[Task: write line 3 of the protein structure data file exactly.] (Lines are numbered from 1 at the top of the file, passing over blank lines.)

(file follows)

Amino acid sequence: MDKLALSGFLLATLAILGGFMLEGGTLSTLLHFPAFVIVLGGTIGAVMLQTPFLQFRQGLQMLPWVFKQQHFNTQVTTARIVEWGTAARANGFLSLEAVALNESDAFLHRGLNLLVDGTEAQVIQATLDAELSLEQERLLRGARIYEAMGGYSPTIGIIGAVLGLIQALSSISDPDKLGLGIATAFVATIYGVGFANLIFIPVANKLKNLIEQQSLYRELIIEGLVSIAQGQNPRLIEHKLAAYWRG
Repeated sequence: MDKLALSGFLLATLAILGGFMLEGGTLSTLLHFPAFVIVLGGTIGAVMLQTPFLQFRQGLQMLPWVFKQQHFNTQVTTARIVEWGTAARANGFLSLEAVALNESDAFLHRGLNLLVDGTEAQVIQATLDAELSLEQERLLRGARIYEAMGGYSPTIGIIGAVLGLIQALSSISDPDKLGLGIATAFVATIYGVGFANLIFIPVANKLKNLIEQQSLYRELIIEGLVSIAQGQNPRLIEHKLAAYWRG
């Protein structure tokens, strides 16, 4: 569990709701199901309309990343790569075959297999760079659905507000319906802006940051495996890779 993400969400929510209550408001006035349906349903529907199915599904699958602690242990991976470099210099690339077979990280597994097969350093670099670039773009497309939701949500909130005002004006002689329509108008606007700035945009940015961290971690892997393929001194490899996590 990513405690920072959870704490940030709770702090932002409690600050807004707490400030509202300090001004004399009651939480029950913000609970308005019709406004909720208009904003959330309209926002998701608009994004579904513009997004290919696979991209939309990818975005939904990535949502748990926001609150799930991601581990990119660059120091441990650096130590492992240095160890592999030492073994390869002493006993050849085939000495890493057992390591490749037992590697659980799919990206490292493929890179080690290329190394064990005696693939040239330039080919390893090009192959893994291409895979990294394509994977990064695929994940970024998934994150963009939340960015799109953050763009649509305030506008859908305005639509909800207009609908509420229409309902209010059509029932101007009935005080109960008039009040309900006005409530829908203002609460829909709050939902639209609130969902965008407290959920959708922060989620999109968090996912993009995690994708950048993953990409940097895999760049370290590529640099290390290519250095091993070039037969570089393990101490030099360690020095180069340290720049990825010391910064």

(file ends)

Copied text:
């Protein structure tokens, strides 16, 4: 569990709701199901309309990343790569075959297999760079659905507000319906802006940051495996890779 993400969400929510209550408001006035349906349903529907199915599904699958602690242990991976470099210099690339077979990280597994097969350093670099670039773009497309939701949500909130005002004006002689329509108008606007700035945009940015961290971690892997393929001194490899996590 990513405690920072959870704490940030709770702090932002409690600050807004707490400030509202300090001004004399009651939480029950913000609970308005019709406004909720208009904003959330309209926002998701608009994004579904513009997004290919696979991209939309990818975005939904990535949502748990926001609150799930991601581990990119660059120091441990650096130590492992240095160890592999030492073994390869002493006993050849085939000495890493057992390591490749037992590697659980799919990206490292493929890179080690290329190394064990005696693939040239330039080919390893090009192959893994291409895979990294394509994977990064695929994940970024998934994150963009939340960015799109953050763009649509305030506008859908305005639509909800207009609908509420229409309902209010059509029932101007009935005080109960008039009040309900006005409530829908203002609460829909709050939902639209609130969902965008407290959920959708922060989620999109968090996912993009995690994708950048993953990409940097895999760049370290590529640099290390290519250095091993070039037969570089393990101490030099360690020095180069340290720049990825010391910064």